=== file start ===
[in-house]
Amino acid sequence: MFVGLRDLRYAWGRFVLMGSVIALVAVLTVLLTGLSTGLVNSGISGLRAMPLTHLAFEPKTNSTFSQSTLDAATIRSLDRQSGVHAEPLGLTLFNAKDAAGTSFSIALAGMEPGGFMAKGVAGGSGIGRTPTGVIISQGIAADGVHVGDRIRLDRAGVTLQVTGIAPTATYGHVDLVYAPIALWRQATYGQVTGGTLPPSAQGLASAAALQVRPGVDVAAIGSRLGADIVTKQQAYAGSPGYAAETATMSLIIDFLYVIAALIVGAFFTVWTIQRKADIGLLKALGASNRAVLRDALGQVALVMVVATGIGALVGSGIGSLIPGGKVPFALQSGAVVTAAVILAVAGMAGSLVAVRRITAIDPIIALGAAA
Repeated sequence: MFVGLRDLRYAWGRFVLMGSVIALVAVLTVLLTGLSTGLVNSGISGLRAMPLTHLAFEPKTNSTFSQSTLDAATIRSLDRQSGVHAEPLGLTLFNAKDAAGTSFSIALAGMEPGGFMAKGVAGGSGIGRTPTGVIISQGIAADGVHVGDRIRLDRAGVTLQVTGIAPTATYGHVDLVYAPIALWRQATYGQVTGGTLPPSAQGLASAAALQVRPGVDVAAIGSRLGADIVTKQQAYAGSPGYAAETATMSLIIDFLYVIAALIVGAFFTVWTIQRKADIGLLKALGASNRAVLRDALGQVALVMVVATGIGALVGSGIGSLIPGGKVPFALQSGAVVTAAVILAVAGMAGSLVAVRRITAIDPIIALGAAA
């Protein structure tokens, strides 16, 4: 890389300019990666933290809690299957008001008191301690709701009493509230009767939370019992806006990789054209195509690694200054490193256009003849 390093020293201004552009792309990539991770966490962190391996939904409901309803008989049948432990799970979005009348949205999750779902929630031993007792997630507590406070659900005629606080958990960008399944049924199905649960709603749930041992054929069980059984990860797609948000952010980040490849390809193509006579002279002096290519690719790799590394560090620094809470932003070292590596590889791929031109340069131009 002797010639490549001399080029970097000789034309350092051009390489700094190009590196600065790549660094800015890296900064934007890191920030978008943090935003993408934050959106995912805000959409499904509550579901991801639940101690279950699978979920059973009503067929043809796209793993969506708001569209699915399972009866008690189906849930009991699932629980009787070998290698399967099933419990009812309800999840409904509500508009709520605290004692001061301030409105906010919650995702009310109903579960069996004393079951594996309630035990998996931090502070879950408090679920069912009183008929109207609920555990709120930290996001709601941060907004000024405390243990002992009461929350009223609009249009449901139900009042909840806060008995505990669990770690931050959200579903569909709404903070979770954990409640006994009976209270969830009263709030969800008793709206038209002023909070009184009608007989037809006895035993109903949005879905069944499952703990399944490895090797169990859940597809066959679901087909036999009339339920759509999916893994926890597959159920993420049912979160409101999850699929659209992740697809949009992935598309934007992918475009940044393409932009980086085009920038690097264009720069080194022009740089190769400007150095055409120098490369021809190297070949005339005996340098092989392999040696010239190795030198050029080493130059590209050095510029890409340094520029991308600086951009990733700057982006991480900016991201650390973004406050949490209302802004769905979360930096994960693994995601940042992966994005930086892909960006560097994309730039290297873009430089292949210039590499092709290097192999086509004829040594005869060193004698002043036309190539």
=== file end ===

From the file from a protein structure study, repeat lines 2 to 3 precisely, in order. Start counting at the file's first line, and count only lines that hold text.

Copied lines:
Amino acid sequence: MFVGLRDLRYAWGRFVLMGSVIALVAVLTVLLTGLSTGLVNSGISGLRAMPLTHLAFEPKTNSTFSQSTLDAATIRSLDRQSGVHAEPLGLTLFNAKDAAGTSFSIALAGMEPGGFMAKGVAGGSGIGRTPTGVIISQGIAADGVHVGDRIRLDRAGVTLQVTGIAPTATYGHVDLVYAPIALWRQATYGQVTGGTLPPSAQGLASAAALQVRPGVDVAAIGSRLGADIVTKQQAYAGSPGYAAETATMSLIIDFLYVIAALIVGAFFTVWTIQRKADIGLLKALGASNRAVLRDALGQVALVMVVATGIGALVGSGIGSLIPGGKVPFALQSGAVVTAAVILAVAGMAGSLVAVRRITAIDPIIALGAAA
Repeated sequence: MFVGLRDLRYAWGRFVLMGSVIALVAVLTVLLTGLSTGLVNSGISGLRAMPLTHLAFEPKTNSTFSQSTLDAATIRSLDRQSGVHAEPLGLTLFNAKDAAGTSFSIALAGMEPGGFMAKGVAGGSGIGRTPTGVIISQGIAADGVHVGDRIRLDRAGVTLQVTGIAPTATYGHVDLVYAPIALWRQATYGQVTGGTLPPSAQGLASAAALQVRPGVDVAAIGSRLGADIVTKQQAYAGSPGYAAETATMSLIIDFLYVIAALIVGAFFTVWTIQRKADIGLLKALGASNRAVLRDALGQVALVMVVATGIGALVGSGIGSLIPGGKVPFALQSGAVVTAAVILAVAGMAGSLVAVRRITAIDPIIALGAAA